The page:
In addition, he said, the league has concerns about how the law is being interpreted in this case.

"Michigan law says conversion is not supposed to take place if there is economic benefit to officers or directors," he said. "But the disclosure states that six months after this conversion, the directors will be compensated."

Michigan's governor's office is also getting involved.

Liz Boyd, a spokesperson for the governor's office, said Gov. Jennifer Granholm has her own set of concerns about the process and is encouraging "credit union members to look very carefully at this issue before they vote."

"It is entirely possible that this is a process that the Governor will recommend changes to in the future," Boyd said. "We know the history of credit unions. We know their overriding concern is for their members and service to their members. We're hoping everyone will keep that in mind as they vote on this issue."

Officials with Lake Michigan Credit Union did not return calls for comment from The Credit Union Journal. But officials did speak with the Grand Rapids Press, stating they were not happy with the league's "interference" in this matter "between us and our members." President Sandy Jelinski told the newspaper she believes the league is trying to confuse people.

"I would assume that the credit union is not happy for what they perceive to be meddling on our part," said Adams. "But trade associations have a role to play. The fundamental role of our trade association is to see that the charter is protected."

Adams said he wanted to make it clear that this issue is not one of banks vs. credit unions.

"We're not suggesting that banks are bad," he said. "Anytime there is a conversion from a cooperative non-profit to a for-profit stock bank, there needs to be serious consideration by these members to fully understand the differences."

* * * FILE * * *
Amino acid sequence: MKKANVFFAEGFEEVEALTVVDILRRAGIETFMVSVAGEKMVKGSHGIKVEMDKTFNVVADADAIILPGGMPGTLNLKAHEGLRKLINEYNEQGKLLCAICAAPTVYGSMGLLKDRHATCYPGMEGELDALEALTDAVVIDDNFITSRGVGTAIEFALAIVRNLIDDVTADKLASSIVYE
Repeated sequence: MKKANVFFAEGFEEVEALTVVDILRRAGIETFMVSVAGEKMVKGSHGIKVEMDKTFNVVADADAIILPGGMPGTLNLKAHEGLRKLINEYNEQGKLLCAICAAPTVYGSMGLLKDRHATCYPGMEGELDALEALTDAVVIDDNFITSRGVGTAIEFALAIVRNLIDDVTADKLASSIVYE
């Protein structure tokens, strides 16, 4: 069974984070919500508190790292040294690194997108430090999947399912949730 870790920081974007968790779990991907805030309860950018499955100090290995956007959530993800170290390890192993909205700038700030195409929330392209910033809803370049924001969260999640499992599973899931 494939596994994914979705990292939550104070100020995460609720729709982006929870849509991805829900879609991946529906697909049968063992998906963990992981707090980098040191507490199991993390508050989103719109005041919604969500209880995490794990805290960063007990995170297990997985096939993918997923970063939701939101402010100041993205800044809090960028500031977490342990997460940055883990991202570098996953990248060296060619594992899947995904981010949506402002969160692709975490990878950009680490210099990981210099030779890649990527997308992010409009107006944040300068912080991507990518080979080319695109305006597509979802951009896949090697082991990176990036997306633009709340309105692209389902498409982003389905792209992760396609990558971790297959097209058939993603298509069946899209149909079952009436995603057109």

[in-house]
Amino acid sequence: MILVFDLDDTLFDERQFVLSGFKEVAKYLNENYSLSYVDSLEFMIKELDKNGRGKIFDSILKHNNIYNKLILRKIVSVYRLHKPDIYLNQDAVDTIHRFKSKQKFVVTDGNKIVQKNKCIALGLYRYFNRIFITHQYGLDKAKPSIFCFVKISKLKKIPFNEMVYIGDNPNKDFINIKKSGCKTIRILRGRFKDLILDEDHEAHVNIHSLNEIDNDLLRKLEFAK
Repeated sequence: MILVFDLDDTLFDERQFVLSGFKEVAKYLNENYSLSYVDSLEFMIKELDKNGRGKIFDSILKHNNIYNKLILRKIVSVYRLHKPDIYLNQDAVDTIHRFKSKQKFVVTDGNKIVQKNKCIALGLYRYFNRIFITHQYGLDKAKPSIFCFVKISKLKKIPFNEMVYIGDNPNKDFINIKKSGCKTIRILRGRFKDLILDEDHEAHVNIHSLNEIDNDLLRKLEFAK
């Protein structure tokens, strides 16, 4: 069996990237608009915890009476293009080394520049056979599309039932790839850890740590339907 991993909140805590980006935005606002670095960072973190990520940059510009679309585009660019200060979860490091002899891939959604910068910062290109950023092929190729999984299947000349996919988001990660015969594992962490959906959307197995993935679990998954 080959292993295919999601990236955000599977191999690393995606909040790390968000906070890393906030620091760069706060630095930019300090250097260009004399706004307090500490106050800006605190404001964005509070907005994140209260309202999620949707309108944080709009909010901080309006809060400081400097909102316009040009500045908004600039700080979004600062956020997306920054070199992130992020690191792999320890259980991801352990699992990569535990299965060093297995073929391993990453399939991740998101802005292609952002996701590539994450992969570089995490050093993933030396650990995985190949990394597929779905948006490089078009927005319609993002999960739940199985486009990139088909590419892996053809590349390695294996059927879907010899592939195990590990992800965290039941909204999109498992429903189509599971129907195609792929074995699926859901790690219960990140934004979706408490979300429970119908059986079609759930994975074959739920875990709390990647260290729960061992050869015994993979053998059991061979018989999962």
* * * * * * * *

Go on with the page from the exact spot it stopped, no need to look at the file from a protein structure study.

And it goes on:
Topping the list is the fact that for-profit institutions focus on stockholder benefit thus price products and services higher.

Adams noted that Lake Michigan Credit Union has been saying it needs to convert to a bank in order to grow and add more services.

"They are telling their members that they are going to be able to grow faster and offer a lot of different services," he said. "Well, we don't feel the CU charter is limited at all in growth or consumer service offerings. We can offer just about any service and serve any market."

Adams said the trade group is not disputing the members' right to convert, but expects that they should have all the facts before casting their ballots.

"The MCUL recognizes the importance of member votes on important governance matters pertaining to credit unions," Adams said. "It is the right and responsibility of credit union members to determine whether their credit union will be chartered as a credit union or as an alternative charter such as a mutual savings bank.

"Credit union boards of directors and management can and should advise the membership on this important matter-but the members should make the decision by casting a well-informed vote."

For reprint and licensing requests for this article, click here.
MORE FROM AMERICAN BANKER